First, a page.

• While many states are building data systems, few are developed enough to follow graduates into the workforce in their own states, let alone other states.
  • The proposed regulations tie eligibility for student financial aid to a rating system of teacher preparation programs that is of questionable validity.
    • Student financial aid should be based on students' merit and/or financial need and the quality of the institution (as determined through institutional accreditation), not on the programs in which they enroll.
    • Many students in preparation programs are first generation college attendees with significant financial need. Many also have limited means and may not have access to more than one or two preparation programs close to their homes. A state rating system based in large measure on value-added scores could cause these students to be denied access to financial aid.

The Hispanic Association of Colleges and Universities, the National Association for Equal Opportunity in Higher Education, the LEARN Coalition, and a group of deans from Research I institutions all weighed in with concerns about the proposed regulations.

Panel members also expressed discontent regarding the process by which the Department conducted these particular negotiated rulemaking sessions. The three sessions followed a disjointed agenda, with new proposals being frequently offered with only minutes to review. The Department never addressed key questions such as why it was pursuing new regulations for a program it is seeking to eliminate (TEACH grants), how the multiple new requirements would achieve the Department's intention of reducing, rather than increasing, regulatory burden on states, and where statutory authority would reside for the proposals.

“AACTE was encouraged to see the U.S. Department of Education bring teacher preparation leaders together to discuss regulations that impact the profession,” said Sharon P. Robinson, Ed.D., president and CEO of AACTE. “However, it is understandable that panel members could not come to consensus on a proposal that represented such a dramatic overreach of federal authority. We hope the Department will heed concerns and recommendations raised by the negotiators. It would have been more appropriate for the issues introduced during this process to have been addressed through the Congress, rather than through the Executive branch. As it stands, AACTE and its members are eager to provide feedback on the draft regulations and continue working with the Congress during the reauthorization of Title II of the Higher Education Act.”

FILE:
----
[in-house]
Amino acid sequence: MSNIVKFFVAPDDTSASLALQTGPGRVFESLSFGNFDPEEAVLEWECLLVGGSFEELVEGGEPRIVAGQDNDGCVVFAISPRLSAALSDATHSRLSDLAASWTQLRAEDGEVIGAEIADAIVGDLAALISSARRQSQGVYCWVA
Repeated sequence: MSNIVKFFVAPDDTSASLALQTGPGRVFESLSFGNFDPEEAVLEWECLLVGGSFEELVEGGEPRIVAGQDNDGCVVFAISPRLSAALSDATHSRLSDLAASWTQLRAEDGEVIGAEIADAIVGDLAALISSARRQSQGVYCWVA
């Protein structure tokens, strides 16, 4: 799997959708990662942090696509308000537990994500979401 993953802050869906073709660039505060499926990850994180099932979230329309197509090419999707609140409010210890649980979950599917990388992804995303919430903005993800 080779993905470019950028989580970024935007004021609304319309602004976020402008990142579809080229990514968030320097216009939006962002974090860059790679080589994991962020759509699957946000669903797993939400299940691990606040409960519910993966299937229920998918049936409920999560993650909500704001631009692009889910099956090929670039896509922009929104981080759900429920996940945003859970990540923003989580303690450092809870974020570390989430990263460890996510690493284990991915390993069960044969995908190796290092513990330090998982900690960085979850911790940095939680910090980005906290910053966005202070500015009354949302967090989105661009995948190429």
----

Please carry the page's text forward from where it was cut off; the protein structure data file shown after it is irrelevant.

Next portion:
A summary of the concerns and issues raised by the negotiators is available here. Follow the latest updates on federal rulemaking for teacher preparation at


AACTE: Serving Learners
The American Association of Colleges for Teacher Education is a national alliance of educator preparation programs dedicated to the highest quality professional development of teachers and school leaders in order to enhance PK-12 student learning. The 800 institutions holding AACTE membership represent public and private colleges and universities in every state, the District of Columbia, the Virgin Islands, Puerto Rico and Guam. AACTE's reach and influence fuel its mission of serving learners by providing all school personnel with superior training and continuing education. For more information, visit